linkey winkwy



posted on Feb, 10 2009 @ 04:19 AM
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reply to post by Now_Then
 


How ironic. While we're hear worrying about Bird Flu spreading to humans from China, Blue Ear appears to have orignated in the America's and Europe, then onto China. Apparently it costs US pork producers $600 Million annually.



posted on Feb, 10 2009 @ 04:26 AM
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Cheers guys - this is a great place to get loads of info together at once...bet reuters cant get info together this quickly.

Exceptionally interesting. Never heard of blue ear.

Thanks for this - helps.

Annie



posted on Feb, 10 2009 @ 04:45 AM
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Thanks for the quick replies.

And here is a link to what blue ear disease is...

now what concerns me, after doing a quick read through....




It may take up to a year for all breeding stock, particularly in large herds, to become infected for the first time and although the virus appears to spread rapidly in a herd it may be some 4 -5 months before at least 90% of the sows have become sero-positive.


within less than a month, sows were infected and killed....



posted on Feb, 10 2009 @ 04:48 AM
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Sounds exceptionally serious.

I wonder what steps will be put in place to contain it, given the time taken for infection?

Given the economic issues in China, this surely has the potential to create a great deal more unrest should it spread. It must be incredibly unsettling for the people in those provinces which are affected.



posted on Feb, 10 2009 @ 05:00 AM
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If it isn't taken care it will be quite interesting to see the effects.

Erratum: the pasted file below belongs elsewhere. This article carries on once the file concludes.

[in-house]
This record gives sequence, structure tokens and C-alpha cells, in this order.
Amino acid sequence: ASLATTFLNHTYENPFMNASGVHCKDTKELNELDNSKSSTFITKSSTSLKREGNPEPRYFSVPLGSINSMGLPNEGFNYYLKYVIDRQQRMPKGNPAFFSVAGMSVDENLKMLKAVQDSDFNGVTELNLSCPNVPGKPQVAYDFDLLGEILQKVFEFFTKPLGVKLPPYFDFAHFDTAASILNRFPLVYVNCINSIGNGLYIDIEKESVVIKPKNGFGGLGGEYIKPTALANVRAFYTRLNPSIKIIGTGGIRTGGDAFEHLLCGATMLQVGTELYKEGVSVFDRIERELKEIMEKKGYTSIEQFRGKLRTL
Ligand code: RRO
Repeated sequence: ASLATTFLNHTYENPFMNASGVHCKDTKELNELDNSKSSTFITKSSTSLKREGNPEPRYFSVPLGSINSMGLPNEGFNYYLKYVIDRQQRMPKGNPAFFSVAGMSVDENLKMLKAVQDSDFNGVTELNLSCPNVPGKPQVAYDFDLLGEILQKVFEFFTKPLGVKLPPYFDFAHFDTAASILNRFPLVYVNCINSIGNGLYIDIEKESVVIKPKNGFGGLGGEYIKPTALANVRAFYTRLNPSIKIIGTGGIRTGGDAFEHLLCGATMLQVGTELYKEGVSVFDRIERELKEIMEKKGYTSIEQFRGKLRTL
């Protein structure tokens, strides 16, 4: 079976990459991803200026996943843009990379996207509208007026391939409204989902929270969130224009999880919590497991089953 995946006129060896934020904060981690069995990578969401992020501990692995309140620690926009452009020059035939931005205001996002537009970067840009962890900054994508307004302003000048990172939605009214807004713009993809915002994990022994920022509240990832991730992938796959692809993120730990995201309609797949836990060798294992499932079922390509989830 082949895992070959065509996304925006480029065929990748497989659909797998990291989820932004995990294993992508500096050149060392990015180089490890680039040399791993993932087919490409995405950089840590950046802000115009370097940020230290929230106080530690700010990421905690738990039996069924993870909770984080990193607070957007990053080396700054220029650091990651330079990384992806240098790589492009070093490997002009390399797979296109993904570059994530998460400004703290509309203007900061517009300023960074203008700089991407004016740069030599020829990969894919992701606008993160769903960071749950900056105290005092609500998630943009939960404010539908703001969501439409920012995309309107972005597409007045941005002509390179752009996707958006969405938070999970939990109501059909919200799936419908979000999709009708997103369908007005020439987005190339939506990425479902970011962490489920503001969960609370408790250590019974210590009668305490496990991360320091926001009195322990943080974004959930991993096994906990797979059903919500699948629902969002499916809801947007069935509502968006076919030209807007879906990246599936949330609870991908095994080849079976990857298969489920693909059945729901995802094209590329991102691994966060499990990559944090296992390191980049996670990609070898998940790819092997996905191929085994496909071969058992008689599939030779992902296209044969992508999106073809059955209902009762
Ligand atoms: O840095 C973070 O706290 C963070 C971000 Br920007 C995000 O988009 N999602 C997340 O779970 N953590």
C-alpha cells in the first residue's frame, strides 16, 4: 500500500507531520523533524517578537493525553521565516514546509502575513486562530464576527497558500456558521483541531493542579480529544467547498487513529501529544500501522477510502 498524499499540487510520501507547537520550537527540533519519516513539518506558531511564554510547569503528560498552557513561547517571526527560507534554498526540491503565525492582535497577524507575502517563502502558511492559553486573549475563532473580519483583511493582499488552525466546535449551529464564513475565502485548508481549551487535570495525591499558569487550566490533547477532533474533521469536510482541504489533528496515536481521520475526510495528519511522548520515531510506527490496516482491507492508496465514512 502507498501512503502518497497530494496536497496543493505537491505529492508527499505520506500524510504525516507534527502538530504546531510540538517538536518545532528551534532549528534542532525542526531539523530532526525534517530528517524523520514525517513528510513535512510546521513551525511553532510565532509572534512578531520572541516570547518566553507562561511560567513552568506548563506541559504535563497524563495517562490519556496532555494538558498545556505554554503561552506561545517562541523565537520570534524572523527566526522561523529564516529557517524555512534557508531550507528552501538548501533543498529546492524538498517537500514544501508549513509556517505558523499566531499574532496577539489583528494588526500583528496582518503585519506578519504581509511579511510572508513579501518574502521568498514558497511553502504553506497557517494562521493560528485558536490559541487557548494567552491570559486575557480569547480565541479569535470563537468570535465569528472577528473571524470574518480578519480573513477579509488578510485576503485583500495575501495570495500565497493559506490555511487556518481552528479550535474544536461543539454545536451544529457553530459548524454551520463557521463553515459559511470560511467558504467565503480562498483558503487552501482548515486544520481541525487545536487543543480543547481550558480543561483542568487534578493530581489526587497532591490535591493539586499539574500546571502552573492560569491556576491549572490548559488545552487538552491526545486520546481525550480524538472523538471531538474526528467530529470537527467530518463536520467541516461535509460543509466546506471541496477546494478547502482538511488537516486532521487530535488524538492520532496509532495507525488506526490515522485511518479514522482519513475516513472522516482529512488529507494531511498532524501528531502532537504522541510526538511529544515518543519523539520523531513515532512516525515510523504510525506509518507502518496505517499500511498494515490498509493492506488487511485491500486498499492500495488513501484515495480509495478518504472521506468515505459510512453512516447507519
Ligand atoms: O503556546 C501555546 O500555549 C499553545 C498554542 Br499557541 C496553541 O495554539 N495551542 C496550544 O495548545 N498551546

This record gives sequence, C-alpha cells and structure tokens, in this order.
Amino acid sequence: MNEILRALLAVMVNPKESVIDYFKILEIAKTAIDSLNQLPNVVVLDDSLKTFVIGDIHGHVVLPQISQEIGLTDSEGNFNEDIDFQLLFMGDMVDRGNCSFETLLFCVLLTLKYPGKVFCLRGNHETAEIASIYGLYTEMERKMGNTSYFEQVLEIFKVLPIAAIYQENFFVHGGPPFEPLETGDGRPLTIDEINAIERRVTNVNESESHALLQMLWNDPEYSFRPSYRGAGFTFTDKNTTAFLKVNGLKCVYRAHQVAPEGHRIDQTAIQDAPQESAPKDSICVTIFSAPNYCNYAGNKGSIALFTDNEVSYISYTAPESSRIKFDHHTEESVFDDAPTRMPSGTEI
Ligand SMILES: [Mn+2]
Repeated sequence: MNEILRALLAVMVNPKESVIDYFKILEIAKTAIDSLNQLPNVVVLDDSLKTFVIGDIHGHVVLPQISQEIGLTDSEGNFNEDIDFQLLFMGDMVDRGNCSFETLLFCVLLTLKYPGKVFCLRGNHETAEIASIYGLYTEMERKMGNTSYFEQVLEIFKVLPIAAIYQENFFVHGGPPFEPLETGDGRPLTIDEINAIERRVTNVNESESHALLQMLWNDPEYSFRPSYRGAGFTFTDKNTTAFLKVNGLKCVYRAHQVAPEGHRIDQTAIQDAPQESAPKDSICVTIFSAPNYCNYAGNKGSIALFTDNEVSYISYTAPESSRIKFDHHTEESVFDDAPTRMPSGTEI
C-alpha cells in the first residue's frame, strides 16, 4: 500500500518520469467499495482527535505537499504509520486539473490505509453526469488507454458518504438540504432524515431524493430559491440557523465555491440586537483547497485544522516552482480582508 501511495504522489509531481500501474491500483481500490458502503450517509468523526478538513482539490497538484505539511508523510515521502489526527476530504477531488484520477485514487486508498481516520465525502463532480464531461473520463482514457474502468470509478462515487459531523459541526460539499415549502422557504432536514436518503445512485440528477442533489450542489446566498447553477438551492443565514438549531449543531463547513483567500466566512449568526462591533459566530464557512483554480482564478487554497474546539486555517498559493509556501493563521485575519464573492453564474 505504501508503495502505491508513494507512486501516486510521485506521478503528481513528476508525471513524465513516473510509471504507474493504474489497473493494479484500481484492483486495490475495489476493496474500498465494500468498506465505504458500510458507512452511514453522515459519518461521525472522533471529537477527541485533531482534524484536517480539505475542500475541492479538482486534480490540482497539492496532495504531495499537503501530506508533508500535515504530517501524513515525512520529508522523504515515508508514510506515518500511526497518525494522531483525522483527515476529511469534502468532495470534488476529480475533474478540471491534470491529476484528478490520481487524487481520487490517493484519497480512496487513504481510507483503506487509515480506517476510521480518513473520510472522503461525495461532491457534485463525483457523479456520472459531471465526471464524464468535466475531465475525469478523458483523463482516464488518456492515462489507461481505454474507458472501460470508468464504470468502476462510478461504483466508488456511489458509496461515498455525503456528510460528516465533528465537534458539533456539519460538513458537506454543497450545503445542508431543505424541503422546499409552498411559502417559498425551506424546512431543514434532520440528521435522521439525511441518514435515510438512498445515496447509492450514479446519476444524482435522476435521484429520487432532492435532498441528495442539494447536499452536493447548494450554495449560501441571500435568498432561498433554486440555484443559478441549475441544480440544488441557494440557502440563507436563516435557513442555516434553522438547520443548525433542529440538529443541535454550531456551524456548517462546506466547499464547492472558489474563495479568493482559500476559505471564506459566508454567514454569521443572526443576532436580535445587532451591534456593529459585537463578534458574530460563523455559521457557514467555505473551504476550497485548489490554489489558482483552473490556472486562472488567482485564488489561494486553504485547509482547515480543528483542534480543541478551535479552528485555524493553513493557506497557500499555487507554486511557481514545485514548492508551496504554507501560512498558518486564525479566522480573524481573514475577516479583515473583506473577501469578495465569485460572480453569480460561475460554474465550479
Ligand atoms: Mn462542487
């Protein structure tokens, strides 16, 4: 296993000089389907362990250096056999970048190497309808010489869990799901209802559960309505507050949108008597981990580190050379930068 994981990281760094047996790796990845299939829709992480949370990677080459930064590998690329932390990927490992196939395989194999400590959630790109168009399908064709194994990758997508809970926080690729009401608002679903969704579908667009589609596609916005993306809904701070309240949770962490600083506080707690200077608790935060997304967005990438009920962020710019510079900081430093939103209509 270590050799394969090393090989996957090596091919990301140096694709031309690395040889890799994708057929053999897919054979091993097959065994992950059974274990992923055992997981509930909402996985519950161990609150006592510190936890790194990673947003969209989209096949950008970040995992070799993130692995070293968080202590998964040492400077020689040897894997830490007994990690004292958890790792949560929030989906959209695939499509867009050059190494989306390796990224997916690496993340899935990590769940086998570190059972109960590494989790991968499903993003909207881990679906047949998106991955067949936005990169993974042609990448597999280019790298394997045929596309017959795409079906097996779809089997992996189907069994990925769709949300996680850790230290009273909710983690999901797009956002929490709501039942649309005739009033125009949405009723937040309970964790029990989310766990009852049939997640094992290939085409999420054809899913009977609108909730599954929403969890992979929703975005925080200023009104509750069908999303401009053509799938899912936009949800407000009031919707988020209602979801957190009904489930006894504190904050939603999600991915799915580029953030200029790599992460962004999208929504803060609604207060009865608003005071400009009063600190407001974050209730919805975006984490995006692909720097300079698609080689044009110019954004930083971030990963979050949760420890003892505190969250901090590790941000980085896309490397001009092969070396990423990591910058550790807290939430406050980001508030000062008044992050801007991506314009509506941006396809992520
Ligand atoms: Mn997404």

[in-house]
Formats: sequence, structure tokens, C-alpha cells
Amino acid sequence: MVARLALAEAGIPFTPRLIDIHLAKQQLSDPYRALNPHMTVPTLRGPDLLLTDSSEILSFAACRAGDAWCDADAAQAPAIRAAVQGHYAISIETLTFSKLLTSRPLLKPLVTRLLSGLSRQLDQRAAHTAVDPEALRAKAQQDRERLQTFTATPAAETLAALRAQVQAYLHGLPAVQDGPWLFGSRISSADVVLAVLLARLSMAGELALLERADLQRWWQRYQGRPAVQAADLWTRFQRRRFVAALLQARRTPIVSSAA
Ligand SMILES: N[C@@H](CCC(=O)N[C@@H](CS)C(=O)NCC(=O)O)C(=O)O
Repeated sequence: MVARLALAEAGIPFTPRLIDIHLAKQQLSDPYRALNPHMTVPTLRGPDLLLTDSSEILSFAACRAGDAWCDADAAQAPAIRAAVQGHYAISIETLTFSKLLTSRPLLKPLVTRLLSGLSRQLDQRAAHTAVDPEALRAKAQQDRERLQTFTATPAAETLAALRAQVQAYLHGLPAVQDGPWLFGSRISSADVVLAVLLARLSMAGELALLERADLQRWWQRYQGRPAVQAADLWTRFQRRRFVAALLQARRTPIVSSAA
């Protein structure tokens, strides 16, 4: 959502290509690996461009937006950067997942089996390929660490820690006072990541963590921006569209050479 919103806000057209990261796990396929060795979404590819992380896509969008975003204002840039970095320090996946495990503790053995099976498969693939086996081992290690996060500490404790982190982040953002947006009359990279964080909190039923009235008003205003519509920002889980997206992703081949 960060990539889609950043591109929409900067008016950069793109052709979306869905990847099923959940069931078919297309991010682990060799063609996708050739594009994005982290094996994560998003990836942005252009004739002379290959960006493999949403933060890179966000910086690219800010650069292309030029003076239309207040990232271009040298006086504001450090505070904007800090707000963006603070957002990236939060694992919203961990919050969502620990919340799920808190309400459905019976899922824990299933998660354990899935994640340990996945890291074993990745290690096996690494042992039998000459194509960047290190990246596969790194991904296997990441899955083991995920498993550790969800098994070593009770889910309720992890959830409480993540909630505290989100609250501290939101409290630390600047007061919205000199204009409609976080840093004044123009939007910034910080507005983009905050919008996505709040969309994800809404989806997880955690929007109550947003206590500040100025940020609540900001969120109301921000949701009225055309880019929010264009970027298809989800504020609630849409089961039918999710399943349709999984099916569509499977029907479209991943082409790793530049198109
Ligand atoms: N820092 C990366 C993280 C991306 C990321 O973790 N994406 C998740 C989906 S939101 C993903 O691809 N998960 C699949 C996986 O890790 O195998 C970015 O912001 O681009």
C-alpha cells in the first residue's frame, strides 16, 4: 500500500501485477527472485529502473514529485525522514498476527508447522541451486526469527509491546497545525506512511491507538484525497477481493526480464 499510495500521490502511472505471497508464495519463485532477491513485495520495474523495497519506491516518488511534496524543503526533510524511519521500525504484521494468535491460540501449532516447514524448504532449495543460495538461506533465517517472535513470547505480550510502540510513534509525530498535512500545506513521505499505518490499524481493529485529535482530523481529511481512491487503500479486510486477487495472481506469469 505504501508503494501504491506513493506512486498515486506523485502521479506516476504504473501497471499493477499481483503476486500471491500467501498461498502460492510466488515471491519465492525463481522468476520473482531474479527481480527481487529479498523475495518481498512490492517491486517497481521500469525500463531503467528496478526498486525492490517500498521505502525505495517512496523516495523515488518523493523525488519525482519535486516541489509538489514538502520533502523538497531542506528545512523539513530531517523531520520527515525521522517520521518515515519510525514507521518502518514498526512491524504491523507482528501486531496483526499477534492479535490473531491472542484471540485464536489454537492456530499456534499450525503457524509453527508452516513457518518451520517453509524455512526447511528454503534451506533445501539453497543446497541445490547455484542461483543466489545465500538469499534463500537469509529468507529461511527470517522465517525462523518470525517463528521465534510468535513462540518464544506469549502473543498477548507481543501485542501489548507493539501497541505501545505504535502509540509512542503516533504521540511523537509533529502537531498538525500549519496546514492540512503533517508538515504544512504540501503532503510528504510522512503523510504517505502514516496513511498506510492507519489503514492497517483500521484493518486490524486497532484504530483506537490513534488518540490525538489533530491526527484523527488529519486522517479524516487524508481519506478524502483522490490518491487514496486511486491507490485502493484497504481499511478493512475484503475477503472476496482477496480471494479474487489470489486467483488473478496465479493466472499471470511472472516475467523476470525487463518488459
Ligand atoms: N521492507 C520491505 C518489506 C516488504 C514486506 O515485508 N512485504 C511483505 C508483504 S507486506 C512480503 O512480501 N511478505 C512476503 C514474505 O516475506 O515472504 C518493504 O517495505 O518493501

Not only on the economy, but on the pig population..

[edit on 10-2-2009 by b0n3zassassin]



posted on Feb, 10 2009 @ 11:14 AM
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Im Vegetarian

Maybe it was Cheap, old food and water being fed to them?
Poor little piggies



posted on Feb, 10 2009 @ 11:30 AM
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reply to post by annefran
 


Apparently, this has been happenign for some time in China and as a result, pork prices have jumped 86% in the past year. The Chinese value pork as a staple meat in their diet, so it is very important to them and hits them hard.



posted on Feb, 10 2009 @ 11:51 AM
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Originally posted by MR BOB
Im Vegetarian

Maybe it was Cheap, old food and water being fed to them?
Poor little piggies


I agree - poor animal husbandry has a lot to answer for



posted on Feb, 10 2009 @ 11:52 AM
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That is an awesome statistic.

Scary times for the chinese - how do you think this will affect relations with the West?



posted on Feb, 11 2009 @ 02:39 AM
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I think the relations could go either way honestly. They might try to blame it on spies or something, or they could decide to start getting pork from the U.S., who knows.

And the fact that this has been going on for over a year, that's just kinda odd. They know that this is happening, it is a giant part of their diet, and yet they are apparently not doing much, if anything, to try and stop it.



posted on Feb, 11 2009 @ 03:14 AM
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This could be absolutely devastating for them - given the level of communities where families keep pigs as part of their daily life, are poorly educated and have little access to an efficient communications infrastructure.

This would be difficult to eradicate. I feel very sorry for the villages that this is affecting as these people rely on their animals to feed their families.